Resources

Personal Injury

Q: When do I need an attorney?

A: To help you understand your case, I recommend that you call for a free consultation. I can evaluate your case to see if you need a lawyer to help you get the results you are looking for.

Q: How much will it cost to have an initial consultation?

A: With Personal Injury cases, I work on a contingency fee, so I am paid a percentage of the settlement or judgment at the end of your case. No money is needed upfront or during your case.

Q: How much is my case worth?

A: The value of your claim will be based on the following factors: past and future medical expenses, past and future pain and suffering, mental anguish, loss of enjoyment of life, lost wages and more.

Q: How long will it take to settle or resolve my case?

A: Every case will have its own set of unique facts. Some cases are resolved in a matter of months and others where serious injury occurs may take longer. I will take every step to ensure that you receive a just and speedy resolution of your claim depending on the facts of your case.

Criminal Law

Q: I am being questioned by law enforcement, do I need an attorney?

A: Yes, if you are being questioned for any reason by law enforcement, YOU NEED AN ATTORNEY.

Q: How will an arrest or felony conviction affect me?

A: There are procedures for having an arrest and/or conviction removed from your record, however, it can negatively affect you in a multitude of ways. For example, employment and in family law matters.

Q: Should I talk to Law Enforcement?

A: It depends on the situation, however, you should always speak to an attorney first without making any statements.

Q: How do I get into a drug rehabilitation clinic? I have helped numerous clients get into and complete various drug treatment programs. Depending on your situation, there are numerous alternatives which can benefit you or your family member.

Medical Malpractice

Q: What is Medical Malpractice?

A: Medical malpractice is a term describing conduct that deviates from the standard of care owed by medical professionals to their patients. The standard of care requires medical professionals — typically doctors, nurses or hospitals — to exercise the same degree of knowledge, skill or care that another reasonably careful medical professional would use in a similar situation. Medical malpractice can be both an act that causes an injury or a failure to act in a way that would treat or prevent an injury. A few common examples of medical malpractice include:

Delayed or inappropriate treatment

Misdiagnosis

Failure to diagnose or treat a condition

Errors in prescribing

Q: I signed a consent form. Does that mean I have waived my rights?

A: No. When you sign a consent form, you’re acknowledging that there are known risks associated with the medical treatment you are about to undergo. However, a signed consent form does not mean you have acknowledged or consented to conduct which falls below the standard of care owed by all medical professionals to their patients. Simply signing a consent form does not excuse or permit a medical professional to commit malpractice and your right to bring a medical malpractice claim is not waived because of it.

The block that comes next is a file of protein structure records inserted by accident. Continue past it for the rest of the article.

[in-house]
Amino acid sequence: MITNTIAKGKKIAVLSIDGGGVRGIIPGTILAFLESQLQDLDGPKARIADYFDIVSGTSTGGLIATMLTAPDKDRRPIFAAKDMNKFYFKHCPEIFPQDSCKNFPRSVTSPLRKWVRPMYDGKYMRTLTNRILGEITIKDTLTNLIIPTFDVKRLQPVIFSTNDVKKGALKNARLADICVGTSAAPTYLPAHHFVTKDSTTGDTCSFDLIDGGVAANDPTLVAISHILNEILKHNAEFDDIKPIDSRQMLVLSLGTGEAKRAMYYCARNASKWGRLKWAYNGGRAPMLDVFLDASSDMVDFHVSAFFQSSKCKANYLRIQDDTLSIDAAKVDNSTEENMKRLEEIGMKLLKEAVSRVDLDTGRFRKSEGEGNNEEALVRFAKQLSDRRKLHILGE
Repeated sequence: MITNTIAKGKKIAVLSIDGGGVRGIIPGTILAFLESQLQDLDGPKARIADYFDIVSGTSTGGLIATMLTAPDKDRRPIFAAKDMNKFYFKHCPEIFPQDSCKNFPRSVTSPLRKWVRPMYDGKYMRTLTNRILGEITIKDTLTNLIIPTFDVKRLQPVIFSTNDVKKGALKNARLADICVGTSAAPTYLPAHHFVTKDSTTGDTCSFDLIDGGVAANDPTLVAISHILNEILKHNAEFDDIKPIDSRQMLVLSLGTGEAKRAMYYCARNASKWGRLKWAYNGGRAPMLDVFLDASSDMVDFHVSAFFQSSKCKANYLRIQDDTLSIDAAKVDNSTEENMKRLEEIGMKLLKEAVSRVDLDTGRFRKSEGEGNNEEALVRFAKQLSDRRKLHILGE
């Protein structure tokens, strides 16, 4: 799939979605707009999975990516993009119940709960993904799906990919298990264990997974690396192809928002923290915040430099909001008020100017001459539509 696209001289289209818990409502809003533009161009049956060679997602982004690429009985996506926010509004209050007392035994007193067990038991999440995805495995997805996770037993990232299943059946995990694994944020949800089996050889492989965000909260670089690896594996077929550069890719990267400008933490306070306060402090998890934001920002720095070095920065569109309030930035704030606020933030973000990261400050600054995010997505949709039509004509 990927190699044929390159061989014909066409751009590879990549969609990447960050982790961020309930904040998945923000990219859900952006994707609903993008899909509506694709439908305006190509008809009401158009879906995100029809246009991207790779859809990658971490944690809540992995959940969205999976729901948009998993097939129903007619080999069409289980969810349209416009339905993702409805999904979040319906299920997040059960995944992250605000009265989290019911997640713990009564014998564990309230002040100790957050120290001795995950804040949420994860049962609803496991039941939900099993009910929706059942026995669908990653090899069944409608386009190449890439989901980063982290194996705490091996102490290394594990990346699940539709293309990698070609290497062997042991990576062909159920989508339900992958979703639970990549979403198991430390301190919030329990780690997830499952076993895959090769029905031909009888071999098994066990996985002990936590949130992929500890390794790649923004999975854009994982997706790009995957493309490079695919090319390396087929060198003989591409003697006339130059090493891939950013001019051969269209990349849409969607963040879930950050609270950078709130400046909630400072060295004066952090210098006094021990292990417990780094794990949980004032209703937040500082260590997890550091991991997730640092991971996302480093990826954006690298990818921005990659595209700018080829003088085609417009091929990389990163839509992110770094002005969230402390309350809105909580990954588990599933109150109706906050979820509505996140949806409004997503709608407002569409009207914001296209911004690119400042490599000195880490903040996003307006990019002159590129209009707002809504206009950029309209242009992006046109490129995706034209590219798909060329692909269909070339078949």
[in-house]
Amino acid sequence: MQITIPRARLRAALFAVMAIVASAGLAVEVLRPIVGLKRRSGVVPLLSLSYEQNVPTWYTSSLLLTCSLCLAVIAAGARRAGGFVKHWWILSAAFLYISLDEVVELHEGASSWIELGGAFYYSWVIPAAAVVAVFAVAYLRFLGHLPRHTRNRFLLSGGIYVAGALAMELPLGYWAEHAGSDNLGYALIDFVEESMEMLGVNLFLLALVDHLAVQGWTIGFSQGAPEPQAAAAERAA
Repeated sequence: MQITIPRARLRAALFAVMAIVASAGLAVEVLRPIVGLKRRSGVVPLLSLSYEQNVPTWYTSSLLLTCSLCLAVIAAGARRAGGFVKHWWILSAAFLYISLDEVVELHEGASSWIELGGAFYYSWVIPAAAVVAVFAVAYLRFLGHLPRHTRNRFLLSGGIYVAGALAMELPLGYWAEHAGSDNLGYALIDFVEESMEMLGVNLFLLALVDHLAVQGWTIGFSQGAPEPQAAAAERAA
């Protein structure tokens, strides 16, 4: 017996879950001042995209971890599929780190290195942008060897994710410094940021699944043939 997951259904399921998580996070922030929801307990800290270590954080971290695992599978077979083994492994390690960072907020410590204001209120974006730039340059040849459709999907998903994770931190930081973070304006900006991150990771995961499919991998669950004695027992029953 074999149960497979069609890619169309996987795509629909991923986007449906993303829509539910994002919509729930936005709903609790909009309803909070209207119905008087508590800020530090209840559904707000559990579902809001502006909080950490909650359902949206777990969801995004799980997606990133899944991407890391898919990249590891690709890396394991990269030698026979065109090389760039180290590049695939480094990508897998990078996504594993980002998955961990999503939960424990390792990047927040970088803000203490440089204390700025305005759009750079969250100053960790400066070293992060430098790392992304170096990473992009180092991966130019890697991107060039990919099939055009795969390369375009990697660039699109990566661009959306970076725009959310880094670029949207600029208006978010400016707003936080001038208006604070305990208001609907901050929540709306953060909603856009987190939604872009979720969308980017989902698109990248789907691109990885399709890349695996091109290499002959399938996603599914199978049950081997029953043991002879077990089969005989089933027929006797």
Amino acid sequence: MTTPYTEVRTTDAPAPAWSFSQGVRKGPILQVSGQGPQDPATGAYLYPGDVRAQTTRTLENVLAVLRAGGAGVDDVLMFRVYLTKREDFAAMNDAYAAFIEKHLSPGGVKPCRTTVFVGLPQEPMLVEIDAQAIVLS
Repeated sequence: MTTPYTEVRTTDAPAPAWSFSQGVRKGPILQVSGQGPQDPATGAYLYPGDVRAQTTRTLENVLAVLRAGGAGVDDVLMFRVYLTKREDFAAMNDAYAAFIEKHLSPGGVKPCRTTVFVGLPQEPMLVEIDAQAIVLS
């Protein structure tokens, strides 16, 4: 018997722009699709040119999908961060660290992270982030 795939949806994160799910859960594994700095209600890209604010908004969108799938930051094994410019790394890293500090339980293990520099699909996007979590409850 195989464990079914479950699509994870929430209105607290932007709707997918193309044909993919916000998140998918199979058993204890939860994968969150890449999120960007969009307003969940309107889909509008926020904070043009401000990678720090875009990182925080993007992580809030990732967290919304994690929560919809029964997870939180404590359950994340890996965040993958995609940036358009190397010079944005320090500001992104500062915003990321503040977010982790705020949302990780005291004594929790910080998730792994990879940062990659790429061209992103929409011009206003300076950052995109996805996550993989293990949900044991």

Q: Who can be held responsible for medical malpractice?

A: Any health care professional (and the companies they work for) can be held liable for medical malpractice. I will help identify the potentially liable parties as part of their investigation to ensure my clients receive the maximum recovery.

Domestic Law

Q: What sort of information should I bring with me when I meet with you regarding my domestic law case?

A: First, you will need you to inform me about your domestic situation. Whether you are facing divorce, are seeking an annulment, are going through a child custody battle, or are going through a support dispute, you’ll need to get me up to speed on the state of your family law matter. Once I understand your case, I will need copies of whatever court documents, or legal documents that you have. More documents may need to be obtained as we pursue the case.

Q: What is Litigation?

A: Litigation refers to a case which is or may be proceeding through the traditional court process. Sometimes clients consult with us who are already in the court process or who have already been served with court papers, and require an attorney to help them navigate the court process and protect their interests. The litigation process is not always by choice, and clients are often fearful that litigation will increase the level of conflict and cost to the parties. However this is not always true and clients do have choices they can make even in litigation.

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